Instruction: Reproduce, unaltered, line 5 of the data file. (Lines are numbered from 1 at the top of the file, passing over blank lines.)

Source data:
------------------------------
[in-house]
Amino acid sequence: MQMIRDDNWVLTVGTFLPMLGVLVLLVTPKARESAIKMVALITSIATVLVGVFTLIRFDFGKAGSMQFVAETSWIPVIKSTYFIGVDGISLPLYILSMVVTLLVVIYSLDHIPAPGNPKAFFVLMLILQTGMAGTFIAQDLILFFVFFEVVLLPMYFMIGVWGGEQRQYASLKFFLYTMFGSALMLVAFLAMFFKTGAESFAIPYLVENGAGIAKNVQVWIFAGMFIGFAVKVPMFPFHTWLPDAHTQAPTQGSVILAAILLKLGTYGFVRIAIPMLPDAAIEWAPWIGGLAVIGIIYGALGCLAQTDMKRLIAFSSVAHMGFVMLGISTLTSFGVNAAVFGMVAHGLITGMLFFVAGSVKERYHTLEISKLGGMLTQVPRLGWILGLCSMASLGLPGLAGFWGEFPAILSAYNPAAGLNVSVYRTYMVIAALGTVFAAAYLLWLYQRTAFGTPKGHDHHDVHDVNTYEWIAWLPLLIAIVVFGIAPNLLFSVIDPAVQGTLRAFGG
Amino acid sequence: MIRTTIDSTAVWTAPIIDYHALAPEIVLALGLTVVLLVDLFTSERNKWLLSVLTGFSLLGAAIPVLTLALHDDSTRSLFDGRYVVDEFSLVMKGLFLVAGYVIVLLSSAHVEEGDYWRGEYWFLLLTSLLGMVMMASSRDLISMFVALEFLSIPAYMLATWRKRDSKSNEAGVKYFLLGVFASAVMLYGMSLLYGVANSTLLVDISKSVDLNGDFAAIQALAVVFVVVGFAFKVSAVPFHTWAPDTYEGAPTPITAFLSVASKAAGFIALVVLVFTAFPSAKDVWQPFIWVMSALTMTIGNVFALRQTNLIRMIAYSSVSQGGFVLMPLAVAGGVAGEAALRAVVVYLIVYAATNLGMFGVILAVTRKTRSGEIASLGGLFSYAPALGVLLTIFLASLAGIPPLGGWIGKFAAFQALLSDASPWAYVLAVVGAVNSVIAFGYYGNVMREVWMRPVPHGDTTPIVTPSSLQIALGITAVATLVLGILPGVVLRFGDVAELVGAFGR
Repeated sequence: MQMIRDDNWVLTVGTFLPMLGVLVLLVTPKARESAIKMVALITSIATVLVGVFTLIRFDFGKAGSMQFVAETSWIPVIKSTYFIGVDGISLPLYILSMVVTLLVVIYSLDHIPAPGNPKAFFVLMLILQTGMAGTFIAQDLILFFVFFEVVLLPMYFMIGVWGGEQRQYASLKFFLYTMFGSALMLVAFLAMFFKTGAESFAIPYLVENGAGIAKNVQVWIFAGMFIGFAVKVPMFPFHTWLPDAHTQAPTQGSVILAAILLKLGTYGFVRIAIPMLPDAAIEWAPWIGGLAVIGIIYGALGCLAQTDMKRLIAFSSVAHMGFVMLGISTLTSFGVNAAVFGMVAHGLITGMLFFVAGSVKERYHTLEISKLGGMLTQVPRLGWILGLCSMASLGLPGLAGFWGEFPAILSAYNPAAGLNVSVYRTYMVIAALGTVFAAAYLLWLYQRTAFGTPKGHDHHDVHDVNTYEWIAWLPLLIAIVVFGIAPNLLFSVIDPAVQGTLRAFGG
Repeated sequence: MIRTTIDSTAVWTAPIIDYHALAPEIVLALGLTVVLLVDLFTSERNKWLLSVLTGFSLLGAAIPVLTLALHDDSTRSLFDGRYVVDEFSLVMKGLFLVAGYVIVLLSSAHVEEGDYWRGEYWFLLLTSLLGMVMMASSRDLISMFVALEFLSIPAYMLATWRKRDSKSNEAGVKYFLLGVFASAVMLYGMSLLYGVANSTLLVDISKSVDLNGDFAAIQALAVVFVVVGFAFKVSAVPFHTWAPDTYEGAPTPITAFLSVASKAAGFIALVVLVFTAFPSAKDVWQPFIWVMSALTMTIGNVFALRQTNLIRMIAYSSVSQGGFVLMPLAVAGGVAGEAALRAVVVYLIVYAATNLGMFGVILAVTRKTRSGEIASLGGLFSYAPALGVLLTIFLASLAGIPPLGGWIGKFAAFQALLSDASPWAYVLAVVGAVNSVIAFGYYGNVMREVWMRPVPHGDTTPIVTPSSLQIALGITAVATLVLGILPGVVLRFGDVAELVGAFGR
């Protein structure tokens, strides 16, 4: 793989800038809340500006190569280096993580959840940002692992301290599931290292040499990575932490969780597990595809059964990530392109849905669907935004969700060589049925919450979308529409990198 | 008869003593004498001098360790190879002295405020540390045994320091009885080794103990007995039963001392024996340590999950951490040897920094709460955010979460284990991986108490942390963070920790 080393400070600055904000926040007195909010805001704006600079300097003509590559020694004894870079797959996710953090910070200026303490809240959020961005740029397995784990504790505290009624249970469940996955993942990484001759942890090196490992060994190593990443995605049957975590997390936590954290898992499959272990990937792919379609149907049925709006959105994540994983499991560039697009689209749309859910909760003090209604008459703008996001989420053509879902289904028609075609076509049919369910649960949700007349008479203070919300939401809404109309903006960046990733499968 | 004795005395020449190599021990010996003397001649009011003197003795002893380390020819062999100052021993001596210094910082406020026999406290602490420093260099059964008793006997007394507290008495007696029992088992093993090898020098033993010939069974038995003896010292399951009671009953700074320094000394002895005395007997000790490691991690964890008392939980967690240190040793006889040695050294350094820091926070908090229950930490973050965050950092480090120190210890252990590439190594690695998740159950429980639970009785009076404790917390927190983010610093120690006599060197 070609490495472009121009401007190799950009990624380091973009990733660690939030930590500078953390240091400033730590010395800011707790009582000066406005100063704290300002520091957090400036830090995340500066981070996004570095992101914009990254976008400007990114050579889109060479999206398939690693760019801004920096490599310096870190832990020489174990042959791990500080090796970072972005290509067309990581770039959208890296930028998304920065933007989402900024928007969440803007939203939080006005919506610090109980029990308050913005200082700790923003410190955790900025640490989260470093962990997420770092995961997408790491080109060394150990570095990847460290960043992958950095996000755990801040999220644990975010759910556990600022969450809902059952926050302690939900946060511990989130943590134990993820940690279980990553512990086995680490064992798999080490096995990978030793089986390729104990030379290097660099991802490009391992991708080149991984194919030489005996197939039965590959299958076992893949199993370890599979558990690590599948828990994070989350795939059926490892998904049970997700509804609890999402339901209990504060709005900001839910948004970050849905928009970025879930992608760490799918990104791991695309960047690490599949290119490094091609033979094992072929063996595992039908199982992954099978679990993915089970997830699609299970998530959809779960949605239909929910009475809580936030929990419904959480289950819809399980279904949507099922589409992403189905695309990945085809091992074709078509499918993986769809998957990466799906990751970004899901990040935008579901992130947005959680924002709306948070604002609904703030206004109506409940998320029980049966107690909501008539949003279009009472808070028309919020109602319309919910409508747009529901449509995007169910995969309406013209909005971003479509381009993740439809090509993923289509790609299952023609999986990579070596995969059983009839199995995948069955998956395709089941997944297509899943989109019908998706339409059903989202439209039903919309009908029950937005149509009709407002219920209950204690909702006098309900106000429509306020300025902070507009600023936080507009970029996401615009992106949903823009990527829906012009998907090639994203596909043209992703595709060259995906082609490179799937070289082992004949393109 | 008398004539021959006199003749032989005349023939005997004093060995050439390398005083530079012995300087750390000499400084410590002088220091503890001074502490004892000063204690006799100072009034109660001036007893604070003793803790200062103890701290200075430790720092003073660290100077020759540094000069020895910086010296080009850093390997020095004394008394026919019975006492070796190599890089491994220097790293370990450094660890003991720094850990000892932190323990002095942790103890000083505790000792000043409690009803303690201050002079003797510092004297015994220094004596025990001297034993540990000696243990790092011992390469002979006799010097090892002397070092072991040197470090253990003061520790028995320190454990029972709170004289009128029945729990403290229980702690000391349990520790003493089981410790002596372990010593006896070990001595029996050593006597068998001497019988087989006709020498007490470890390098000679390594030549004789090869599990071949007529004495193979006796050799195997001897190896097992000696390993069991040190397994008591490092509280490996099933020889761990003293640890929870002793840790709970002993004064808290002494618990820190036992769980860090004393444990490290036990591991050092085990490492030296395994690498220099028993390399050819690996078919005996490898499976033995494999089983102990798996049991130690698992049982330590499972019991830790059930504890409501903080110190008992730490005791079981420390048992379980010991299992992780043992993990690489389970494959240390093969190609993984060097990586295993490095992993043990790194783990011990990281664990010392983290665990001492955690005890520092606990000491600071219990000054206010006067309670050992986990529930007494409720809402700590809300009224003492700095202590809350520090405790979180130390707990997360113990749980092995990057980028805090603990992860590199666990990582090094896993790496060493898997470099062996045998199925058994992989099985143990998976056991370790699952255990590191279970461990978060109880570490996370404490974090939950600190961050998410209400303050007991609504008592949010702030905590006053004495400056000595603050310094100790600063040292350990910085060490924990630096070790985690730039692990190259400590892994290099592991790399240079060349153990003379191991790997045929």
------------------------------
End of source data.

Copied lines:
Repeated sequence: MIRTTIDSTAVWTAPIIDYHALAPEIVLALGLTVVLLVDLFTSERNKWLLSVLTGFSLLGAAIPVLTLALHDDSTRSLFDGRYVVDEFSLVMKGLFLVAGYVIVLLSSAHVEEGDYWRGEYWFLLLTSLLGMVMMASSRDLISMFVALEFLSIPAYMLATWRKRDSKSNEAGVKYFLLGVFASAVMLYGMSLLYGVANSTLLVDISKSVDLNGDFAAIQALAVVFVVVGFAFKVSAVPFHTWAPDTYEGAPTPITAFLSVASKAAGFIALVVLVFTAFPSAKDVWQPFIWVMSALTMTIGNVFALRQTNLIRMIAYSSVSQGGFVLMPLAVAGGVAGEAALRAVVVYLIVYAATNLGMFGVILAVTRKTRSGEIASLGGLFSYAPALGVLLTIFLASLAGIPPLGGWIGKFAAFQALLSDASPWAYVLAVVGAVNSVIAFGYYGNVMREVWMRPVPHGDTTPIVTPSSLQIALGITAVATLVLGILPGVVLRFGDVAELVGAFGR